Windows systems use a common method to look for required DLLs to load into a program. (Citation: Microsoft DLL Search) Adversaries may take advantage of the Windows DLL search order and programs that ambiguously specify DLLs to gain privilege escalation and persistence.
Adversaries may perform DLL preloading, also called binary planting attacks, (Citation: OWASP Binary Planting) by placing a malicious DLL with the same name as an ambiguously specified DLL in a location that Windows searches before the legitimate DLL. Often this location is the current working directory of the program. Remote DLL preloading attacks occur when a program sets its current directory to a remote location such as a Web share before loading a DLL. (Citation: Microsoft 2269637) Adversaries may use this behavior to cause the program to load a malicious DLL.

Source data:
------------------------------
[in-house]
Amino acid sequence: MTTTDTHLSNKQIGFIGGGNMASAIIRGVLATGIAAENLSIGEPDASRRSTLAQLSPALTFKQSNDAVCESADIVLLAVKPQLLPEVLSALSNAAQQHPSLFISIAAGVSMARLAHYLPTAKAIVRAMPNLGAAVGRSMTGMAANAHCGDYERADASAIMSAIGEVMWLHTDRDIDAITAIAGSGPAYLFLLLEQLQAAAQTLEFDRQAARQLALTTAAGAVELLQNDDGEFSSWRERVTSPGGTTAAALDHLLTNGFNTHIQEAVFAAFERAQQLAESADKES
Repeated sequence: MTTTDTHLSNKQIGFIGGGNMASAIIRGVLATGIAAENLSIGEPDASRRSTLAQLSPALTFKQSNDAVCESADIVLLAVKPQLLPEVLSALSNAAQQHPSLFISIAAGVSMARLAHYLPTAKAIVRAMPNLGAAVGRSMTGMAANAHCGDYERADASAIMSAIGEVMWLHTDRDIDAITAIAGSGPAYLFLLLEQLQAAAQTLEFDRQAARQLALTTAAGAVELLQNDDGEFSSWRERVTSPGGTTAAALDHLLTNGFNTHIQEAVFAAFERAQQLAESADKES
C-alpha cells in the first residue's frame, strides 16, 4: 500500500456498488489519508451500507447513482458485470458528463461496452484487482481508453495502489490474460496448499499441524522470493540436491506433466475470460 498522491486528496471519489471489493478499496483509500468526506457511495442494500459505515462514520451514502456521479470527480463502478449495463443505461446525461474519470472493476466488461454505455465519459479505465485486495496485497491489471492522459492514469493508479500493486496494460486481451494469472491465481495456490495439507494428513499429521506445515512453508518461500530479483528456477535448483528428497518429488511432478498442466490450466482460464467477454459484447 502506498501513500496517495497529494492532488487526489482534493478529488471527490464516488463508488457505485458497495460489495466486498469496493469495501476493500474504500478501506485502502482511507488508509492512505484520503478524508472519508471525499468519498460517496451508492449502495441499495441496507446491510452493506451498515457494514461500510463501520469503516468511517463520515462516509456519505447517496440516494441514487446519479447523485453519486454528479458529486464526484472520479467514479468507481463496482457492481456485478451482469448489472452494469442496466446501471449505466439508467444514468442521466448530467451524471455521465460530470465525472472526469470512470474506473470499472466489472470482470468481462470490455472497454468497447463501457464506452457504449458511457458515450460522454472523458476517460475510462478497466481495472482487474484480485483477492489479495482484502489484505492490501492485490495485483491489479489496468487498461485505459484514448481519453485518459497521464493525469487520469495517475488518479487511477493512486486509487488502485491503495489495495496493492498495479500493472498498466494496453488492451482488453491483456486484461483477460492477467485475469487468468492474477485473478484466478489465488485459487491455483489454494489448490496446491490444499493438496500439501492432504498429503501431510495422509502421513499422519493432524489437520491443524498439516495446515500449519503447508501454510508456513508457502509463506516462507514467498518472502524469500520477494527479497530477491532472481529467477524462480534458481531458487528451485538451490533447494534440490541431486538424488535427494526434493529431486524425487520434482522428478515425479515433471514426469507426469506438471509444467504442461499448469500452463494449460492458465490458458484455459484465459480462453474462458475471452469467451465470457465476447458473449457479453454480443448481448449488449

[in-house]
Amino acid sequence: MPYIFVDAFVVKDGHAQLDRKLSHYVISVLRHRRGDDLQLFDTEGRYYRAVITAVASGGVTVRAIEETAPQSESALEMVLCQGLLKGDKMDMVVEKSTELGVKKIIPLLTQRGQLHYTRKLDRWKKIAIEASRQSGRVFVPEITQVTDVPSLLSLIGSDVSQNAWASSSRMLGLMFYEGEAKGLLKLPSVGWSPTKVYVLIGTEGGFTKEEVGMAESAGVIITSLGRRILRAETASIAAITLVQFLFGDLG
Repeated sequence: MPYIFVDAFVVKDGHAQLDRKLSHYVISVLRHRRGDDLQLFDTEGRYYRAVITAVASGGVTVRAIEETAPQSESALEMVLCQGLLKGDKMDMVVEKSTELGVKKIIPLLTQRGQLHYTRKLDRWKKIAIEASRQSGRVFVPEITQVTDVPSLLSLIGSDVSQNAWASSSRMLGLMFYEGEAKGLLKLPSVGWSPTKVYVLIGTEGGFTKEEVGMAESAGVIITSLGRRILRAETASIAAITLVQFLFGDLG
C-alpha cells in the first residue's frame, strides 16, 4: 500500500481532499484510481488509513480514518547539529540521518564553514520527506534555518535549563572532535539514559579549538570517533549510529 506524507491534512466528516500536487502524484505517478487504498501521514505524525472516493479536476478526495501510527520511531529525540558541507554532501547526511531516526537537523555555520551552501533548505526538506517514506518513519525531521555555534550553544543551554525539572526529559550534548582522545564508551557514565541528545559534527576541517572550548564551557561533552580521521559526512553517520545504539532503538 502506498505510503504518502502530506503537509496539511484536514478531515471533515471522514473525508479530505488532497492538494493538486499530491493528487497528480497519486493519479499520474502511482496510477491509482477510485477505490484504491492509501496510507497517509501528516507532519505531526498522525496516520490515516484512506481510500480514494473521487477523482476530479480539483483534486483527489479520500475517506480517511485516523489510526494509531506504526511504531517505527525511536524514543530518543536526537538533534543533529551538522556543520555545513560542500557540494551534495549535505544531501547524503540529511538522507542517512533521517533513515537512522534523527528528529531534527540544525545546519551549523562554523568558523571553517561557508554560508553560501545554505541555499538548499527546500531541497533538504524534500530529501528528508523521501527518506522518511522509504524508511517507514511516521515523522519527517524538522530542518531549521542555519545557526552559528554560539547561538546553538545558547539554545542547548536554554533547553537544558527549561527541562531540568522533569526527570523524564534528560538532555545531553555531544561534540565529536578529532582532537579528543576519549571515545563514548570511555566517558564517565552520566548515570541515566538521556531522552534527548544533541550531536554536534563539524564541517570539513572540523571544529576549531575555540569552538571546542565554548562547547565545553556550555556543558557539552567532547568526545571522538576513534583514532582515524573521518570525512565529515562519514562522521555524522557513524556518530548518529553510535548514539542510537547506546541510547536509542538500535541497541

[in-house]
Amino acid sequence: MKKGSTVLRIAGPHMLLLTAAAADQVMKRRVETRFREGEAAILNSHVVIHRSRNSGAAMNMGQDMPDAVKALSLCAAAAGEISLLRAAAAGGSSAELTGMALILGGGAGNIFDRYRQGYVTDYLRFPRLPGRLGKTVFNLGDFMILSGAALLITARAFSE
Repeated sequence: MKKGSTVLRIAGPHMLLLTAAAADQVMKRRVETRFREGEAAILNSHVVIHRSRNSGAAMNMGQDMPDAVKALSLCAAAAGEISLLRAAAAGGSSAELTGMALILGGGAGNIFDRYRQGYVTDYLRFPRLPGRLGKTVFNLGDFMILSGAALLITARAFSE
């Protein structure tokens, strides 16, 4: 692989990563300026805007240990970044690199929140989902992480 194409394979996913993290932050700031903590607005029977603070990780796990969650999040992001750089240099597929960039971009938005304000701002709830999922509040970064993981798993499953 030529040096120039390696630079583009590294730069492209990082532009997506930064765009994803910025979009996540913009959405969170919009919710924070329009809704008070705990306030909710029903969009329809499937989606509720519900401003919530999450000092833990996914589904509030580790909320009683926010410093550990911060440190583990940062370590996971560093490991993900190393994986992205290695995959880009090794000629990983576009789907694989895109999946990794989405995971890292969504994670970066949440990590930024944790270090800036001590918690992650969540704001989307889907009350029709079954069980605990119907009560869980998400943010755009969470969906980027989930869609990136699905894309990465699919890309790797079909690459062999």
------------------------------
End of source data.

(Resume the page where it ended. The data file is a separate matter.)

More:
Adversaries may also directly modify the way a program loads DLLs by replacing an existing DLL or modifying a .manifest or .local redirection file, directory, or junction to cause the program to load a different DLL to maintain persistence or privilege escalation. (Citation: Microsoft DLL Redirection) (Citation: Microsoft Manifests) (Citation: Mandiant Search Order)
If a search order-vulnerable program is configured to run at a higher privilege level, then the adversary-controlled DLL that is loaded will also be executed at the higher level. In this case, the technique could be used for privilege escalation from user to administrator or SYSTEM or from administrator to SYSTEM, depending on the program.
Programs that fall victim to path hijacking may appear to behave normally because malicious DLLs may be configured to also load the legitimate DLLs they were meant to replace.